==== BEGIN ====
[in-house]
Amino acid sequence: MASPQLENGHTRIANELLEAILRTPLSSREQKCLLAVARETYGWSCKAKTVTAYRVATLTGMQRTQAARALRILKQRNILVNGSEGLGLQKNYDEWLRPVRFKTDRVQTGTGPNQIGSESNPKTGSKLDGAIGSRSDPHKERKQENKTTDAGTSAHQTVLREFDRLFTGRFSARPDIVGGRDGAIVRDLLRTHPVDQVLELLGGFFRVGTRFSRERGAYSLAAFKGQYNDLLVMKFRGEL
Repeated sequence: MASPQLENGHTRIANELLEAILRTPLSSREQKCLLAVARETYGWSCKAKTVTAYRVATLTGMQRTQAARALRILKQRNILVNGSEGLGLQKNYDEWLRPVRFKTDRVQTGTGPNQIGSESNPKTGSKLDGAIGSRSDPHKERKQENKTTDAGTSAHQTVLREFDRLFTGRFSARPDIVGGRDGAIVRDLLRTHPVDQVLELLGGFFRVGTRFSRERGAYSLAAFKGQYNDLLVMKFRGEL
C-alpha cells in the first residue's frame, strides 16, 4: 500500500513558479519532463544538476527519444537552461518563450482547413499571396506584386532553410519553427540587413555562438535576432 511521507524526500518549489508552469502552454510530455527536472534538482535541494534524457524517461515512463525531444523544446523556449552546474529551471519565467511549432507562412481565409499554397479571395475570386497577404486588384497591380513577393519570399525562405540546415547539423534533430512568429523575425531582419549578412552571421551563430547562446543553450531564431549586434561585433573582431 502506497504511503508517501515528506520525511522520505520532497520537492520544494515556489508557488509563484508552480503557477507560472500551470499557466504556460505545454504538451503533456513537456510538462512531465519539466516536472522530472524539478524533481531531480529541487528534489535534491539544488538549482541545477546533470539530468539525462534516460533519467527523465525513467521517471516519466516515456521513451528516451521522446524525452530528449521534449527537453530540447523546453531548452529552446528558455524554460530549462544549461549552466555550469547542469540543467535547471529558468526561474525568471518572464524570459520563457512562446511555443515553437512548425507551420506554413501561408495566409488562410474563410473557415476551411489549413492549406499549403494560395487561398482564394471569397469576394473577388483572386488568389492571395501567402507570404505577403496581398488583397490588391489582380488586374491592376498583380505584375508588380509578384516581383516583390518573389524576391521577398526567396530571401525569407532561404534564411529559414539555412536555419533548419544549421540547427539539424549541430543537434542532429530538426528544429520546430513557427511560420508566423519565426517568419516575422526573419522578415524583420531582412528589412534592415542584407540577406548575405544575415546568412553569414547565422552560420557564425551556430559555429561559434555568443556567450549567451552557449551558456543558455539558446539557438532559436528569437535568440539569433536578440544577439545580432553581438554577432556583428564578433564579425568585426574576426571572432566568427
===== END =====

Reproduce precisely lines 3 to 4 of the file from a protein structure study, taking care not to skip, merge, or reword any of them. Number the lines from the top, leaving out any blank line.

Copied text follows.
Repeated sequence: MASPQLENGHTRIANELLEAILRTPLSSREQKCLLAVARETYGWSCKAKTVTAYRVATLTGMQRTQAARALRILKQRNILVNGSEGLGLQKNYDEWLRPVRFKTDRVQTGTGPNQIGSESNPKTGSKLDGAIGSRSDPHKERKQENKTTDAGTSAHQTVLREFDRLFTGRFSARPDIVGGRDGAIVRDLLRTHPVDQVLELLGGFFRVGTRFSRERGAYSLAAFKGQYNDLLVMKFRGEL
C-alpha cells in the first residue's frame, strides 16, 4: 500500500513558479519532463544538476527519444537552461518563450482547413499571396506584386532553410519553427540587413555562438535576432 511521507524526500518549489508552469502552454510530455527536472534538482535541494534524457524517461515512463525531444523544446523556449552546474529551471519565467511549432507562412481565409499554397479571395475570386497577404486588384497591380513577393519570399525562405540546415547539423534533430512568429523575425531582419549578412552571421551563430547562446543553450531564431549586434561585433573582431 502506497504511503508517501515528506520525511522520505520532497520537492520544494515556489508557488509563484508552480503557477507560472500551470499557466504556460505545454504538451503533456513537456510538462512531465519539466516536472522530472524539478524533481531531480529541487528534489535534491539544488538549482541545477546533470539530468539525462534516460533519467527523465525513467521517471516519466516515456521513451528516451521522446524525452530528449521534449527537453530540447523546453531548452529552446528558455524554460530549462544549461549552466555550469547542469540543467535547471529558468526561474525568471518572464524570459520563457512562446511555443515553437512548425507551420506554413501561408495566409488562410474563410473557415476551411489549413492549406499549403494560395487561398482564394471569397469576394473577388483572386488568389492571395501567402507570404505577403496581398488583397490588391489582380488586374491592376498583380505584375508588380509578384516581383516583390518573389524576391521577398526567396530571401525569407532561404534564411529559414539555412536555419533548419544549421540547427539539424549541430543537434542532429530538426528544429520546430513557427511560420508566423519565426517568419516575422526573419522578415524583420531582412528589412534592415542584407540577406548575405544575415546568412553569414547565422552560420557564425551556430559555429561559434555568443556567450549567451552557449551558456543558455539558446539557438532559436528569437535568440539569433536578440544577439545580432553581438554577432556583428564578433564579425568585426574576426571572432566568427